Rep. Anthony Weiner gets a little, ahem, testy, when asked follow-up questions about a lewd photo sent from his Twitter account by reporters.
There are two camps of crisis management — and thus far, Anthony Weiner seems to be keeping his feet firmly planted outside both of them.
College public relations textbooks urge full transparency, getting everything out immediately and fully, while another school — embodied by a host of scandal-scarred pols over the years — urges secrecy, limited communications and never, ever voluntarily giving up information to the authorities.
Weiner has spent the past five days ricocheting between those two poles and wound up where pretty much no one would advise: a media blitz that raised more questions than it answered and failed to establish with “certitude” whether a photograph that appeared on Weiner’s Twitter feed was of his own crotch.
Part of Weiner’s mystifying performance, allies say, comes from the fact that he seems to be his own closest adviser. “It’s never a good idea to be your own lawyer,” said a pained Weiner friend.
Weiner’s allies say the press-savvy former spokesman for New York Sen. Chuck Schumer has been masterminding his own defense, though he’s in email and telephone touch with a wide circle of former aides and a smaller political team that shaped his 2005 bid for mayor of New York and had been expected to advise on a 2013 campaign, including consultants Jim Margolis and Tom Freedman and pollster Joel Benenson.
That go-it-alone approach has satisfied no one and left a general feeling of bewilderment among those watching Weiner try to argue that he was the victim of an Internet prank.
“If in fact it was just a hacking, then the performance is mystifying,” said Eric Dezenhall, who heads a Washington crisis management firm.
Lanny Davis, a veteran of Clinton White House scandals who often advises clients to dump their bad news fast and in full, said Weiner should embrace that strategy. Not to do that is “simply to compound the crisis — to give it legs, to give it more energy,” he said.
Weiner’s predicament has already dealt a blow to his political prospects. Long seen as a glib, punchy and perhaps slightly adolescent spinoff of the heavyweight Schumer, he had acquired a level of public seriousness as a leading spokesman for the left. And his marriage last summer to glamorous, trusted Hillary Clinton aide Huma Abedin had the feel of the merger of the two great houses of Clinton and Schumer.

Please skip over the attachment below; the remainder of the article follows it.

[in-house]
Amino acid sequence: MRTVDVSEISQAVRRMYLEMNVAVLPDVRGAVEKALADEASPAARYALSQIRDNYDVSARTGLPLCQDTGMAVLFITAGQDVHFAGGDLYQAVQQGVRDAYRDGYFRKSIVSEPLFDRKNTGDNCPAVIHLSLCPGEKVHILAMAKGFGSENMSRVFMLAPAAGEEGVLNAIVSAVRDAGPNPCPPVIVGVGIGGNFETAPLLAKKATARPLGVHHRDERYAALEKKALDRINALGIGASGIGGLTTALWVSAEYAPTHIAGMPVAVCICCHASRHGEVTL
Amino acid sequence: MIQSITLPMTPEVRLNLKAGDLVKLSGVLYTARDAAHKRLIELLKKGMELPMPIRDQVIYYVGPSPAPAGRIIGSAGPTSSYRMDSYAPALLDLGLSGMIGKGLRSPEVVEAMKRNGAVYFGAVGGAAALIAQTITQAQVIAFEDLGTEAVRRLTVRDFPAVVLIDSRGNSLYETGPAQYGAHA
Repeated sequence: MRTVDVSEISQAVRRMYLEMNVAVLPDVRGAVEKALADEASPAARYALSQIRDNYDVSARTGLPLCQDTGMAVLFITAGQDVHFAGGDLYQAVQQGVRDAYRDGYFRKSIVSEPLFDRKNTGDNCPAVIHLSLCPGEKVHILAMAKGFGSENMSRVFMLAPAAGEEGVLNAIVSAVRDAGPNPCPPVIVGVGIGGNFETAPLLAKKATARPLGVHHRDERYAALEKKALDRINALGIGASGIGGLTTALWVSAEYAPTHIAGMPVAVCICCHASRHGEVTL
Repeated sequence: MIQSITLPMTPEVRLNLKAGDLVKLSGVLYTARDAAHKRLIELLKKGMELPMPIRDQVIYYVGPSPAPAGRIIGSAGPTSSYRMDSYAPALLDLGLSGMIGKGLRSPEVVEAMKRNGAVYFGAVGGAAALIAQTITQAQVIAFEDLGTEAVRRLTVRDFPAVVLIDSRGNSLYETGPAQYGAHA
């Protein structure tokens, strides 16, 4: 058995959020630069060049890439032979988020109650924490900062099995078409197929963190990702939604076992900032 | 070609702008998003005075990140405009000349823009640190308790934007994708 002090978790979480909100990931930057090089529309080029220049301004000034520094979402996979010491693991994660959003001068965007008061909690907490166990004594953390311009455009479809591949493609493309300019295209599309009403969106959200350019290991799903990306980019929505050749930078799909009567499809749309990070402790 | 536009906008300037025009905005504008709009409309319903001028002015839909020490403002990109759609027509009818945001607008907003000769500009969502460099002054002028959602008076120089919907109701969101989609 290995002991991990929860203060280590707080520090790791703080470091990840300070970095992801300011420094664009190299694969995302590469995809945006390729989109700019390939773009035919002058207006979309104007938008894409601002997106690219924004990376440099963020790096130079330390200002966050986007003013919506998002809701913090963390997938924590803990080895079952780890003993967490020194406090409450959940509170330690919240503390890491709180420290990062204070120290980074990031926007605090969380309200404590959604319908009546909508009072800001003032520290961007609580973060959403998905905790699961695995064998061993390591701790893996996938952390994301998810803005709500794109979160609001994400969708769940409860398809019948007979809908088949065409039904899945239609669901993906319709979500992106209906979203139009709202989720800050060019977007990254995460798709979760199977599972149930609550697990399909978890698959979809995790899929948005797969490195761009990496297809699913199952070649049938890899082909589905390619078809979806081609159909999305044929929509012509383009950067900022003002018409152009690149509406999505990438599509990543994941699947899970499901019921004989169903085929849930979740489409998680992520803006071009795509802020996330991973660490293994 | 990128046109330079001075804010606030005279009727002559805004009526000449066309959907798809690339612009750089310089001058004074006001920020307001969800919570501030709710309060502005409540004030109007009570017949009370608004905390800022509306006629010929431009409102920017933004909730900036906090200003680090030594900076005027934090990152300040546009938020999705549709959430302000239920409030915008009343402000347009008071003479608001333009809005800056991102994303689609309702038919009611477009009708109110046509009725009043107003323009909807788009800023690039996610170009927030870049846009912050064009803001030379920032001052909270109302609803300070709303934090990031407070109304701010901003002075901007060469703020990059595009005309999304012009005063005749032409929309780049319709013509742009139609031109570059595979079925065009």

His apparent acknowledgement, like an embarrassed high schooler, that there may be pictures of his genitals floating around the social media has shredded that new grownup image.
“This just underscores for [New York’s political class] that Anthony would never be a good mayor,” said a senior aide to a member of New York’s congressional delegation.
Weiner’s PR strategy seemed ill-considered from the start. The tweet linking a lewd photo appeared Friday night, and Saturday morning Weiner emailed a flip response to a reporter’s inquiry. Saturday, though, he and his aides realized that they had a serious problem and sought to confine the story to the conservative fringes of the Internet, dismissing it as a “hack” and communicating in curt statements.
Weiner issued more limited statements during the holiday weekend and, an adviser said, he and his aides believed he could move past it at a Tuesday news conference.
What the congressman didn’t realize, two people close to him said, was that reporters — and their audiences — who hadn’t spent the weekend covering the story and reckoning with his limited statements wouldn’t be satisfied by his evasions. The news conference turned into a confrontation: Weiner called a CNN producer a “jackass” and left the impression he had something to hide.
Soon after, he reversed course. If stonewalling wouldn’t work, he would be the ubiquitous, media-embracing Weiner. He blitzed the cable networks, from Fox to NY1News, but he arrived without clear answers and did nothing to set the story to rest.
Of course, the simplest explanation of the scenario is that he had, in fact, tried to send a picture of his genitals to a 21-year-old Washington state college student. Weiner has denied that in public and in private. Two people who spoke to him privately said he had suggested that, as one said, “he took or sent a photo or photos like this at some point — but in this case actually was hacked/set up, perhaps with a posting of one of his own photos or something very similar.”
“If that is the reality, there is no magic, good way to handle it,” Dezenhall said. “You have what lawyers call a ‘bad fact.’”
Friends said Weiner may also be personally torn about how to proceed. Though he’s a very public figure, he’s also a very private person and, despite a reputation as a ladies’ man, rarely shared details of his personal life with staff or reporters before his wedding last summer. His wife, meanwhile, is intensely private and a veteran keeper of Clinton secrets, an unquestionably loyal aide who has been in the room during countless confidential meetings.
The one character in the Weiner drama who has followed the public relations textbook to the letter is Gennette Cordova, the student to whom the text message was directed. She issued a detailed statement on Sunday that outlined what she knew and didn’t know and debunked a series of specific claims.
Since then, she has limited her comments to occasional, specific Twitter messages.
“I’ve denied every single interview request I’ve gotten, … And that includes the ‘Today’ show! And I freaking love Matt Lauer :(,” she wrote.
Asked by POLITICO, via Twitter, about the source of her apparent sang-froid, in sharp contrast to the congressman’s flailing, Cordova replied: “I think if I had something to hide I might be more freaked out. This really is a nightmare, though.”
Jon Allen and Byron Tau contributed to this report.